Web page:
History of the Nebelung


The first longhaired Blue cats from Russia which resembled Russian Blues were first shown at the cat show in the Crystal Palace in 1871. But these longhaired blue cats lost their place in the spotlight in the turbulent beginning of the cat fancy in the 20th century. At the same time more breeds almost got lost in cat fancy.

Recent history

The recent history of the Nebelung started in the United States with the birth of Siegfried (born in 1984) and Brunhilde (born in 1985). Both kittens looked like a Russian blue with semi-long hair. Cora Cobb was very impressed by these kittens, and considered that this could possibly be the beginning of a new breed. Cora contacted the geneticist dr. Solveig Pfleuger associated with TICA. This geneticist advised that these cats were best defined as semi-longhaired Russian Blue cats. Supported by dr. Pfleuger, the breed standard was written based on the standard of the Russian Blue with only one difference; the hair length. Whereas in the United States breeders are busy with developing and showing the Nebelung, on the other side of the planet several events take place with long-haired kittens born from Russian Blue parents. 

The Russian twist

In 1993/1994, the first Nebelung in the Netherlands arrived. Not from the United States, as one might assume because of the recent history, but from Russia. A Dutch Russian blue breeder, Letty van den Broeck, purchased a Russian Blue kitten from a cattery in Russia. Totally unexpected this cat (Timofeus) turned out to be semi-longhaired Russian blue. At that time, Timofeus was the first known longhaired Russian blue stud in western-Europe. His name is not found in the pedigrees of the current Nebelung population, but his existence mattered. This longhaired Russian blue cat confirmed the possible presence of the longhair gene in Russian blue population (the longhair gene is recessive, therefore cats can carry the gene without it being known).  

In this period of increasing communication with formerly closed Eastern-Europe it appeared that quite often long-haired Russians are being born. . In 1995 Cora Cobb was contacted by a TICA judge who had seen a Russian Nebelung kitten in a home in Moscow, which was born from two Russians Blue parents.  The first exchange of Nebelungen between Russia and the United States  takes place soon after. Cora managed to contact the breeder of this Russian Nebelung and purchased the kitten, a Nebelung male called  Winterday  Georgin of Nebelheim..  This  Russian blue and Nebelung  cattery  in Moscow (called Zimnij Denn in Russian) has bred many Nebelungen over  the years which in Russia have won many titles.  Also the highest title in WCF, World Champion, has been won by a Nebelung from Winterday cattery.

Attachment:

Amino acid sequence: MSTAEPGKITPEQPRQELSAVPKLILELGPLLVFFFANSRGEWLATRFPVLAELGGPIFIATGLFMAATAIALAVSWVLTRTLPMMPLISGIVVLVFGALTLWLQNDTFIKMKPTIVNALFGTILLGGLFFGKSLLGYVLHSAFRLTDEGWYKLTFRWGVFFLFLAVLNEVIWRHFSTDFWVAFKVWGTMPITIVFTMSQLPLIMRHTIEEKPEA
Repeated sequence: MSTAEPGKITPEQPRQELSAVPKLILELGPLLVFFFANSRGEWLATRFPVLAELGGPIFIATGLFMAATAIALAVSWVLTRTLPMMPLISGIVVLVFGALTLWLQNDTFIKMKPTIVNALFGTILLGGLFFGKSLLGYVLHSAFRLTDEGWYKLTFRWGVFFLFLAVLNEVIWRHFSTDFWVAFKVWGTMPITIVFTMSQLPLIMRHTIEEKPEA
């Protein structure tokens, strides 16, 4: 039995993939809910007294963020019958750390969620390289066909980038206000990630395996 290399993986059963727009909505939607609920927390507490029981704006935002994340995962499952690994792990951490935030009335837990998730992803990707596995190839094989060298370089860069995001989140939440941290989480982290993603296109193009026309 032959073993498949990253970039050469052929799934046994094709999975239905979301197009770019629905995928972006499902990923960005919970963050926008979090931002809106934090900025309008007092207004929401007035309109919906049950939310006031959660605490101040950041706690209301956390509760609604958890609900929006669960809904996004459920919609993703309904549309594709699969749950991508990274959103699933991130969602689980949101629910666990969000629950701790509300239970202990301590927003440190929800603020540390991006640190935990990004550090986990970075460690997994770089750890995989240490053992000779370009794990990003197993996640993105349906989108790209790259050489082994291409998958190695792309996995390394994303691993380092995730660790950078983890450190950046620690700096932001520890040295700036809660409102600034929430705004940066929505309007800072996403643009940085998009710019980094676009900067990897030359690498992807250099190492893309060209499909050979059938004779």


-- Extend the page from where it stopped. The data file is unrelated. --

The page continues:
At the beginning of this century breeding of the Nebelung in Western-Europe started. Some Russian Blue breeders from Russia and their beloved cats come to Western Europe, among which are some Russians blue cats that carry the longhair gene. The longhaired kittens of these cats are registered as Nebelungen. And in the Netherlands the first Nebelung from America was imported for breeding. 

At present

At the moment Nebelung pedigrees are issued by the WCF for breeders in Russia, Poland, Germany and Belgium. LOOF, TICA and independent clubs in Belgium, Germany and the Netherlands recognize the Nebelung. The number of Nebelung cats and breeders is increasing all over the world and Nebelungs are often shown at cat shows. Pedigrees are filled with Nebelungs and/or many Russians blue cats which earned their titles at cat shows.   


The Nebelung and the Russian blue

The Nebelung and the Russian Blue cats are genetically closely related as seen in the History chapter.

The connection between the Nebelung and the Russian blue, and thus the natural occurrence of the receive gene for longhair in the Russian blue population, is obviously reflected in the pedigrees of the Nebelung. Most organizations recognize the Nebelung therefore in the same group as the Russian blue. Like the Somali is in the breed group of the Abyssinian.  Only TICA recognizes the Nebelung as a separate breed.

At present WCF does give a Nebelung pedigree to longhaired kittens of Russian blue parents. This is the same for the LOOF and the independent cat clubs.

All the organizations recognizing the Nebelung allow Nebelungen to mate with Russian blue cats to increase the genetic pool and to improve the phenotype of the Nebelung.  Kittens born from such mating will be shorthaired (the short hair gene is dominant over the longhair gene) but all kittens carry the longhair-recessive-gene. Most cat clubs call these kittens Russian blue variant (RUS a var). TICA calls them shorthaired Nebelungs.  Russian blue variant kittens are not easy to distinguish from a Russian blue. Therefore, Nebelung and Russian blue breeders prefer to know which cats do carry the longhair gene via the pedigrees. This enables both the Russian blue breeders and the Nebelung breeders to be able to choose correctly the cats for their future breeding needs as a Nebelung breeder might want to use a Russian Blue variant for their breedings, where a Russian blue breeder will not want to use that variant to keep the longhair gene out of their lines.